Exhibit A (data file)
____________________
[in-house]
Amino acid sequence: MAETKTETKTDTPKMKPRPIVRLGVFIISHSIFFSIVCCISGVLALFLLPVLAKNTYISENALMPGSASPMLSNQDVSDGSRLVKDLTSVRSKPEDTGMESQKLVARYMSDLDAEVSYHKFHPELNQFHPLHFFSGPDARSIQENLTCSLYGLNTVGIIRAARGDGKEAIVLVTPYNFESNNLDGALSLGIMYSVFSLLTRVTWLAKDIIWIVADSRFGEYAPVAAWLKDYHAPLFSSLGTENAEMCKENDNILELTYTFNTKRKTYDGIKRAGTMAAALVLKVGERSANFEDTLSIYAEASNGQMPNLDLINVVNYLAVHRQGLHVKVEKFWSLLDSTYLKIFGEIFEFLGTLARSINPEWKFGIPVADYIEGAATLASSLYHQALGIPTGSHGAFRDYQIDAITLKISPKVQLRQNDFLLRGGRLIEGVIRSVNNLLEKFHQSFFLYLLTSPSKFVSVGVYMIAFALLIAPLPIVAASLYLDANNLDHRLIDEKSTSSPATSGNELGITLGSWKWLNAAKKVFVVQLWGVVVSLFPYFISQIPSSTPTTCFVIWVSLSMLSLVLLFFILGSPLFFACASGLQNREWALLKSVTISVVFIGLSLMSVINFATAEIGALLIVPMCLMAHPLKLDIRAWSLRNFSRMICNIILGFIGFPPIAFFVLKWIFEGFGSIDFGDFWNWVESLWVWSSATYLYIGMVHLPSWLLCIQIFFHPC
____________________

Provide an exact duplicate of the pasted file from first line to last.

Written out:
[in-house]
Amino acid sequence: MAETKTETKTDTPKMKPRPIVRLGVFIISHSIFFSIVCCISGVLALFLLPVLAKNTYISENALMPGSASPMLSNQDVSDGSRLVKDLTSVRSKPEDTGMESQKLVARYMSDLDAEVSYHKFHPELNQFHPLHFFSGPDARSIQENLTCSLYGLNTVGIIRAARGDGKEAIVLVTPYNFESNNLDGALSLGIMYSVFSLLTRVTWLAKDIIWIVADSRFGEYAPVAAWLKDYHAPLFSSLGTENAEMCKENDNILELTYTFNTKRKTYDGIKRAGTMAAALVLKVGERSANFEDTLSIYAEASNGQMPNLDLINVVNYLAVHRQGLHVKVEKFWSLLDSTYLKIFGEIFEFLGTLARSINPEWKFGIPVADYIEGAATLASSLYHQALGIPTGSHGAFRDYQIDAITLKISPKVQLRQNDFLLRGGRLIEGVIRSVNNLLEKFHQSFFLYLLTSPSKFVSVGVYMIAFALLIAPLPIVAASLYLDANNLDHRLIDEKSTSSPATSGNELGITLGSWKWLNAAKKVFVVQLWGVVVSLFPYFISQIPSSTPTTCFVIWVSLSMLSLVLLFFILGSPLFFACASGLQNREWALLKSVTISVVFIGLSLMSVINFATAEIGALLIVPMCLMAHPLKLDIRAWSLRNFSRMICNIILGFIGFPPIAFFVLKWIFEGFGSIDFGDFWNWVESLWVWSSATYLYIGMVHLPSWLLCIQIFFHPC